Living cilia stir, sweep, and steer via swirling strokes of complex bending and twisting paired with distinct reverse arcs. Efforts to mimic their dynamics rely on multi-material designs, since programming arbitrary motion is difficult in single materials.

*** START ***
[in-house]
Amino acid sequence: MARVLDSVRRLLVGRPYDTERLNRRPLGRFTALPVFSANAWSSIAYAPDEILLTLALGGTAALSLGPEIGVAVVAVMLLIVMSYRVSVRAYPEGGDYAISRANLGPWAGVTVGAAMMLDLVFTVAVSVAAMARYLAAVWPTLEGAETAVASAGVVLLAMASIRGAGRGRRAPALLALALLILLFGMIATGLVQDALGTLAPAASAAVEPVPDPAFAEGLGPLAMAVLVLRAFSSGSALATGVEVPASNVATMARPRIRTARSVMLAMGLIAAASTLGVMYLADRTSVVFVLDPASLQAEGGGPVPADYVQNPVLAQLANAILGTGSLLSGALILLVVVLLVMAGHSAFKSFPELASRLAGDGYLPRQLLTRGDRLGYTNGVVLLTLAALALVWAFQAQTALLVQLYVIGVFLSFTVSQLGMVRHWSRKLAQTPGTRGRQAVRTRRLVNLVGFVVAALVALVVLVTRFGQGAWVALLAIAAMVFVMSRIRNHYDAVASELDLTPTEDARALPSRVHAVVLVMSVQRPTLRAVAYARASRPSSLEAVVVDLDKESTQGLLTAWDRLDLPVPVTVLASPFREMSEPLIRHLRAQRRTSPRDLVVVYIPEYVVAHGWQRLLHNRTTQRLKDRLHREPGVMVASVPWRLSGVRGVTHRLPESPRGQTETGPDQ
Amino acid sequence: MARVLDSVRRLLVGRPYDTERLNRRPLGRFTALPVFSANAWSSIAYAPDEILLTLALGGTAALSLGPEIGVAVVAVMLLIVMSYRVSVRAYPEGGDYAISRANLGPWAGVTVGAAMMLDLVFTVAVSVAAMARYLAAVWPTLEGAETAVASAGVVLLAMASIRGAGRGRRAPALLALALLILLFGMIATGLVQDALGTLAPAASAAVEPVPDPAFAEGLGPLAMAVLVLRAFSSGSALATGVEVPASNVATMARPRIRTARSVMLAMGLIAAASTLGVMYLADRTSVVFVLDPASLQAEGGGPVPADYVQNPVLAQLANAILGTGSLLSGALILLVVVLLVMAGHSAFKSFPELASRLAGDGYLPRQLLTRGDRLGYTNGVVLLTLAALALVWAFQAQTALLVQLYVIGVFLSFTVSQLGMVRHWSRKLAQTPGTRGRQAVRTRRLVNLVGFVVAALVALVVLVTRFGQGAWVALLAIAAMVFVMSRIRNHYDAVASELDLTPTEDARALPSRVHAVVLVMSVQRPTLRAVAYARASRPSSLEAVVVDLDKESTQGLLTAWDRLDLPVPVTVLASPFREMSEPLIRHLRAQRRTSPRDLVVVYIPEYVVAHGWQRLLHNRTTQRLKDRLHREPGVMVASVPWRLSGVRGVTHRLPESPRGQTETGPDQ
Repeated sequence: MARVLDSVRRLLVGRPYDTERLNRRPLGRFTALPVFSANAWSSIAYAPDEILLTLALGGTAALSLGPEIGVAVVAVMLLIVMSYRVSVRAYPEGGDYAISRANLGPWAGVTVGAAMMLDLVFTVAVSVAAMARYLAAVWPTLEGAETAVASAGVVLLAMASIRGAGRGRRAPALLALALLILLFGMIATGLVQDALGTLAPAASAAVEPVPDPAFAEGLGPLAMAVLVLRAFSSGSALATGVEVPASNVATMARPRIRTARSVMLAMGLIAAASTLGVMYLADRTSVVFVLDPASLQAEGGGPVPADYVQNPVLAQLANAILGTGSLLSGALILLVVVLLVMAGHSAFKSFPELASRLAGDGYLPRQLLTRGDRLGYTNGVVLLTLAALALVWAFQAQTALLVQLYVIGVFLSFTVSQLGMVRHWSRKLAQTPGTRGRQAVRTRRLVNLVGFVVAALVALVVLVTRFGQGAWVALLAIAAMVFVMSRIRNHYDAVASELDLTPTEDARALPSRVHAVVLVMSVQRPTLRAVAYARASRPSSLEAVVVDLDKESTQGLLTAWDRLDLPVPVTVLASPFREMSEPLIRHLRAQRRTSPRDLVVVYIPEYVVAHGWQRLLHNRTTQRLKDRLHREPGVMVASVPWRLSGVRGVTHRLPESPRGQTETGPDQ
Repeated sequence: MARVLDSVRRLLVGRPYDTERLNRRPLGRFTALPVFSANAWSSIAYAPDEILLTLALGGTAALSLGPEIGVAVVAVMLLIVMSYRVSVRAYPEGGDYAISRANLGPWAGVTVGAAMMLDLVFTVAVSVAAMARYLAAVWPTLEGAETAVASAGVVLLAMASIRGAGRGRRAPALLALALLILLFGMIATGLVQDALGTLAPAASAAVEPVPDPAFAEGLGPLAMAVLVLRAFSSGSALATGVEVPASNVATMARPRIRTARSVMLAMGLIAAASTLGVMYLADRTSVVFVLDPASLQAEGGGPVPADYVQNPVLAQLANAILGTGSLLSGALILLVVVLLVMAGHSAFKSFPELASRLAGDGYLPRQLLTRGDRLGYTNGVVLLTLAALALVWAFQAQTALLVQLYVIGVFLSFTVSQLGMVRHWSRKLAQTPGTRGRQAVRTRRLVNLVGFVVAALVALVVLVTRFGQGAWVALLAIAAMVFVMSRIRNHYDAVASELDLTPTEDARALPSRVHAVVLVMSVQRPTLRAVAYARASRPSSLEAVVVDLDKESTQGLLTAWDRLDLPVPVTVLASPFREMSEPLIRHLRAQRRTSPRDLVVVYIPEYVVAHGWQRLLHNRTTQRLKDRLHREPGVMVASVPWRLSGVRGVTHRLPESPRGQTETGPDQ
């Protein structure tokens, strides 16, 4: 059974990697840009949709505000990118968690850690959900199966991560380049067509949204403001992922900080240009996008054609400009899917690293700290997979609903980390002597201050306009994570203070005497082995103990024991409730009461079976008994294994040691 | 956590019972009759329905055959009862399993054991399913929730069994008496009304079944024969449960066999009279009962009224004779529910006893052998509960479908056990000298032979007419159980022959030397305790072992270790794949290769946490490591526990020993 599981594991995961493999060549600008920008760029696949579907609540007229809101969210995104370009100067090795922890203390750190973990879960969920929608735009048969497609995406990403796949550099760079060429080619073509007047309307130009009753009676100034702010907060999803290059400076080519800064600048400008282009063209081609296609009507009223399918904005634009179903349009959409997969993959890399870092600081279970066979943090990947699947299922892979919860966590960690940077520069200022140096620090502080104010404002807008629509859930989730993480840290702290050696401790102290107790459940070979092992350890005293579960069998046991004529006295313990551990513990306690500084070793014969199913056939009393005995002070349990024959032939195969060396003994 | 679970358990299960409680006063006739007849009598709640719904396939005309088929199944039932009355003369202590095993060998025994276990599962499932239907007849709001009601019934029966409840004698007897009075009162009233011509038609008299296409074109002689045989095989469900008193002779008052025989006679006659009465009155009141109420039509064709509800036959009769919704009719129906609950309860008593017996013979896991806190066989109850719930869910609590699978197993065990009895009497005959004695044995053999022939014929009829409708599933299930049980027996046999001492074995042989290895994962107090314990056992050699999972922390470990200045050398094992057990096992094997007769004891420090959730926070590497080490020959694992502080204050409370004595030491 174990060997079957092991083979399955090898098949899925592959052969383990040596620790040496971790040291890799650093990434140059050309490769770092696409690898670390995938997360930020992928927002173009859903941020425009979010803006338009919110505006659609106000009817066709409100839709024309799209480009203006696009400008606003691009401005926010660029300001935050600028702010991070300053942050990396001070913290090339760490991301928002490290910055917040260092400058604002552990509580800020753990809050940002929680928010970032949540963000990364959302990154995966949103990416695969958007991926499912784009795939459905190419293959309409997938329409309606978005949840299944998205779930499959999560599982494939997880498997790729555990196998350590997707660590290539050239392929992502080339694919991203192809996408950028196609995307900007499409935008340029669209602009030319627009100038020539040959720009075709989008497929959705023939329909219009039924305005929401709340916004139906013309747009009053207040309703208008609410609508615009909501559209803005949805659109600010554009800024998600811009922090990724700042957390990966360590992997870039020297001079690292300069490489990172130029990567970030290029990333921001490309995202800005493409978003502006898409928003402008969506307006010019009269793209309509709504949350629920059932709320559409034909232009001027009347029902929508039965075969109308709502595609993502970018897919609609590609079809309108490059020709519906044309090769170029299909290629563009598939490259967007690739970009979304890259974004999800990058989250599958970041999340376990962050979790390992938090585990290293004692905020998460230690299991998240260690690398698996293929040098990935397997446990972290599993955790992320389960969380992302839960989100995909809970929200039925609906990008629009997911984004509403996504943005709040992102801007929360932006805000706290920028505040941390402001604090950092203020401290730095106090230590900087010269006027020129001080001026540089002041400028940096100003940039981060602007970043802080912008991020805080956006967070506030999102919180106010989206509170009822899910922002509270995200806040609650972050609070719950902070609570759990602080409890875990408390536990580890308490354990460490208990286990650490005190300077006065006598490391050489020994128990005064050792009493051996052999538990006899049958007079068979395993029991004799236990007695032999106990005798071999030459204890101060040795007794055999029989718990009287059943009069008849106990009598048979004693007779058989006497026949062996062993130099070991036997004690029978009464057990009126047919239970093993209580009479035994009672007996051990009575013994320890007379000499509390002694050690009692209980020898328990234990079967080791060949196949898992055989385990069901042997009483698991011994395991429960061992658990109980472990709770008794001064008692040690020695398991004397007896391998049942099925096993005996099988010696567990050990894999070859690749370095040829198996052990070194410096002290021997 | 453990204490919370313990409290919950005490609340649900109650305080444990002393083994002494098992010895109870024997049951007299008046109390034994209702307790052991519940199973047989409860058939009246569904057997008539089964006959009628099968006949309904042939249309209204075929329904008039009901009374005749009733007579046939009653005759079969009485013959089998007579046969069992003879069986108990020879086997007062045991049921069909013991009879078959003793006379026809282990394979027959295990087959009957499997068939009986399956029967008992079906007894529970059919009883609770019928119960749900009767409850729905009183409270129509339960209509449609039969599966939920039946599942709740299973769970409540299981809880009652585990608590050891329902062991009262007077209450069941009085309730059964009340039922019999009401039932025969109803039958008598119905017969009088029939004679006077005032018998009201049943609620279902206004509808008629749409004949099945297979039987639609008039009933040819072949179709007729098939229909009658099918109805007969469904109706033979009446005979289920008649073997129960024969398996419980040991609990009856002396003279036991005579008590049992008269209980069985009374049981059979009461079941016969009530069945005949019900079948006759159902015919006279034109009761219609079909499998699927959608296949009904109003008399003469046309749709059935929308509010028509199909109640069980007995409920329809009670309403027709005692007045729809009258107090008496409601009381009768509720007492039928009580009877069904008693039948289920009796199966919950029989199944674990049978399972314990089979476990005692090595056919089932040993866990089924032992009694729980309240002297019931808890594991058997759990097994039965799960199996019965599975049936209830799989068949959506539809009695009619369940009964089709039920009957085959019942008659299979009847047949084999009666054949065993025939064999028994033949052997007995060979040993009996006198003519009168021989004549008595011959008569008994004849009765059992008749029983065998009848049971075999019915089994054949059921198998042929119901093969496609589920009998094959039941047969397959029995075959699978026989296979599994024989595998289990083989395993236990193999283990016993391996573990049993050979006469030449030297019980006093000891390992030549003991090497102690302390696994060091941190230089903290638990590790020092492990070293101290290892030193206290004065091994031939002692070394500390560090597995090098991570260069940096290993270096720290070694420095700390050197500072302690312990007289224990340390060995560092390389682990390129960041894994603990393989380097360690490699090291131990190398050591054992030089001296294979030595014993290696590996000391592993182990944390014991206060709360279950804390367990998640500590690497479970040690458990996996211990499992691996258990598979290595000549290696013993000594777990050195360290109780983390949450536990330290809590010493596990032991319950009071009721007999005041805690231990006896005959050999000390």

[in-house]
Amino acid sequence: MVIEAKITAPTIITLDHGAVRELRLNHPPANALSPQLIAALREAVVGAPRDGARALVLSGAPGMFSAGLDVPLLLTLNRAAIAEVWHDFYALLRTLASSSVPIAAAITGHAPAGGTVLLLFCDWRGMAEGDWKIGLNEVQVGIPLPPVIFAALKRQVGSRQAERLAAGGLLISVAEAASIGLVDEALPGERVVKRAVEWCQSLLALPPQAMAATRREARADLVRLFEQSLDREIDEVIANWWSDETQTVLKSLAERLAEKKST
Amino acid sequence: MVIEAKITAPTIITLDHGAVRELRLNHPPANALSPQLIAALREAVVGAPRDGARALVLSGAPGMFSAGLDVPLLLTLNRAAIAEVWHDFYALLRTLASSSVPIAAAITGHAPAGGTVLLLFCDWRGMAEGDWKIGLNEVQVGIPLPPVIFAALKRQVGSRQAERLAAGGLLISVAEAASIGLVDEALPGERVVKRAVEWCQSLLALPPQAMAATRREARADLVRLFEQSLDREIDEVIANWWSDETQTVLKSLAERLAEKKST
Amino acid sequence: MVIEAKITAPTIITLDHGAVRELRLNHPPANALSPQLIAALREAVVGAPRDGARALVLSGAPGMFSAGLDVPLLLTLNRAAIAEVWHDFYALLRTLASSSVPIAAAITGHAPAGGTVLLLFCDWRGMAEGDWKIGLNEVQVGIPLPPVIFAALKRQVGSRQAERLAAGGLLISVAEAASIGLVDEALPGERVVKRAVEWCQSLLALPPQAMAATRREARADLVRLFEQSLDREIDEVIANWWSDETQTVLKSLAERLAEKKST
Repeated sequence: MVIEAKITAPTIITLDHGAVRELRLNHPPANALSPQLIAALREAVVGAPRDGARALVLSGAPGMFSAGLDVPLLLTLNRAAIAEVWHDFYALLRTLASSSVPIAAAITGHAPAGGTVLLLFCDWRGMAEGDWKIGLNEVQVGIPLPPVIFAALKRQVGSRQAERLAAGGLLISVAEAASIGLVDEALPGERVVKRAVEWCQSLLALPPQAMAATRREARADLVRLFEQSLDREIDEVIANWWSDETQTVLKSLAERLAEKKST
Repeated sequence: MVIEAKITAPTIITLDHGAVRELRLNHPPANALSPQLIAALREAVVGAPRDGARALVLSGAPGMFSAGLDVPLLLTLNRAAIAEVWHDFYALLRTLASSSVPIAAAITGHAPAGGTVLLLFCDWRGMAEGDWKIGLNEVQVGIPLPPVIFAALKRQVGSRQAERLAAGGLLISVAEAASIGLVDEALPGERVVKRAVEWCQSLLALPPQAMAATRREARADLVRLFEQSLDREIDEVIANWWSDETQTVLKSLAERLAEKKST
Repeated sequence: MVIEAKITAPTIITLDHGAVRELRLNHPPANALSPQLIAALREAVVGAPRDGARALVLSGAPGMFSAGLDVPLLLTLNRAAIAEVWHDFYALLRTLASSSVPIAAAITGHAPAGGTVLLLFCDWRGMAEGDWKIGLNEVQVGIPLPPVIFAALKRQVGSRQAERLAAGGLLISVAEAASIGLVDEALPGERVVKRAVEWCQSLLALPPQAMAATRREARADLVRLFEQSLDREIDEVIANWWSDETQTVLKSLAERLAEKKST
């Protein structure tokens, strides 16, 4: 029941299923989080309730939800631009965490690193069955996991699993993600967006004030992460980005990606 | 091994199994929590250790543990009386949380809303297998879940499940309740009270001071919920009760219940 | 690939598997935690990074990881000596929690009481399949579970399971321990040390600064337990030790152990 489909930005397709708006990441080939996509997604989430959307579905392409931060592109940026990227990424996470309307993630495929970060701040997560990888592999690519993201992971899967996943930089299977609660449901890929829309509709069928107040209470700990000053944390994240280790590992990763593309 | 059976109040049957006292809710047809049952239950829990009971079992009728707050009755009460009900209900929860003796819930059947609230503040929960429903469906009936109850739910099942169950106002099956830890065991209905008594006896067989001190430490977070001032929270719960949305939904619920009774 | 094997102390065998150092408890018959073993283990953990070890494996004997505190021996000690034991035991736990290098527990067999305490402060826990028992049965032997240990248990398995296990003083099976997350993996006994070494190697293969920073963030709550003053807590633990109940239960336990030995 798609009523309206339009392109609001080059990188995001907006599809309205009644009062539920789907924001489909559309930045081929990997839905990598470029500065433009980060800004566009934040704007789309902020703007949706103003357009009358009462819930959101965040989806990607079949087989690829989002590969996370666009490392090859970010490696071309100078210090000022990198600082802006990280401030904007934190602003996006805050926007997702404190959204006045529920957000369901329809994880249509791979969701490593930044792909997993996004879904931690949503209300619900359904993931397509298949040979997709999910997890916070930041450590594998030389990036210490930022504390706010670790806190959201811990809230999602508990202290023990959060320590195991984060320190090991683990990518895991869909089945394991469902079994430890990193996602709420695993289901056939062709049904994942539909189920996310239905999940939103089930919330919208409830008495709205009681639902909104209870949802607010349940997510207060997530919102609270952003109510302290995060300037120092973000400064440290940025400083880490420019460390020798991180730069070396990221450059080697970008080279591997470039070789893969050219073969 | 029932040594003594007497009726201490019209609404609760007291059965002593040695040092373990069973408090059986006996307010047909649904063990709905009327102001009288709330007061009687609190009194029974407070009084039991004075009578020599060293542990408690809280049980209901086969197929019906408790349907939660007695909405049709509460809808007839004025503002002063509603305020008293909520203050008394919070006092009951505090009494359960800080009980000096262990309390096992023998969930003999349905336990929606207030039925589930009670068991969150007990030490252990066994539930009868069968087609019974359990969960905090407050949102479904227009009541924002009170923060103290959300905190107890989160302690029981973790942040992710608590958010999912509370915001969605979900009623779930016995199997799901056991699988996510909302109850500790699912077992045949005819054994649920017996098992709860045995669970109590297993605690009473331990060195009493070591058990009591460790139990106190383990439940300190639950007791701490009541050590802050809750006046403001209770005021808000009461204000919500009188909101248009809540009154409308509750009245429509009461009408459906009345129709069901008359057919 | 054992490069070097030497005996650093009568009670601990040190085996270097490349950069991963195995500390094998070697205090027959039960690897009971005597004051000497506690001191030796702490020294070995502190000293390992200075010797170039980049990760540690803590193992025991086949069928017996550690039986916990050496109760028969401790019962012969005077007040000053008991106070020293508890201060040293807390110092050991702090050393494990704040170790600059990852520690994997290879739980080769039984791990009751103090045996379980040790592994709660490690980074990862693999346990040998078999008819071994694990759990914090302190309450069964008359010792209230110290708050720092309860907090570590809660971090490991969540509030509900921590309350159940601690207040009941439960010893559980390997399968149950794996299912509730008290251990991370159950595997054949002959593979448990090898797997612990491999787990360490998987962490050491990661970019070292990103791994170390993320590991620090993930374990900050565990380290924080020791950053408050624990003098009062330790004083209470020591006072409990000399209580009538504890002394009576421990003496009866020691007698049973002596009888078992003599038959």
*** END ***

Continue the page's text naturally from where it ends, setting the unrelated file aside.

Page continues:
A team at the Harvard MRSEC led by Bertoldi and Aizenberg has developed an approach to achieve a diverse trajectories from a single-material system via self-regulation: when a photoresponsive liquid crystal elastomeric pillar with mesogen alignment is exposed to light, it ‘dances’ dynamically as light initiates a traveling order-to-disorder transition front that twists and bends via opto-chemo-mechanical feedback. Guided by a theoretical model, a wide range of trajectories are realized by tailoring light illumination, molecular anisotropy, and geometry. Furthermore, higher order dynamics emerge in micro-pillar arrays and jointed geometries, with broad implications for autonomous actuators used in soft robotics, biomedical devices, and energy transduction materials.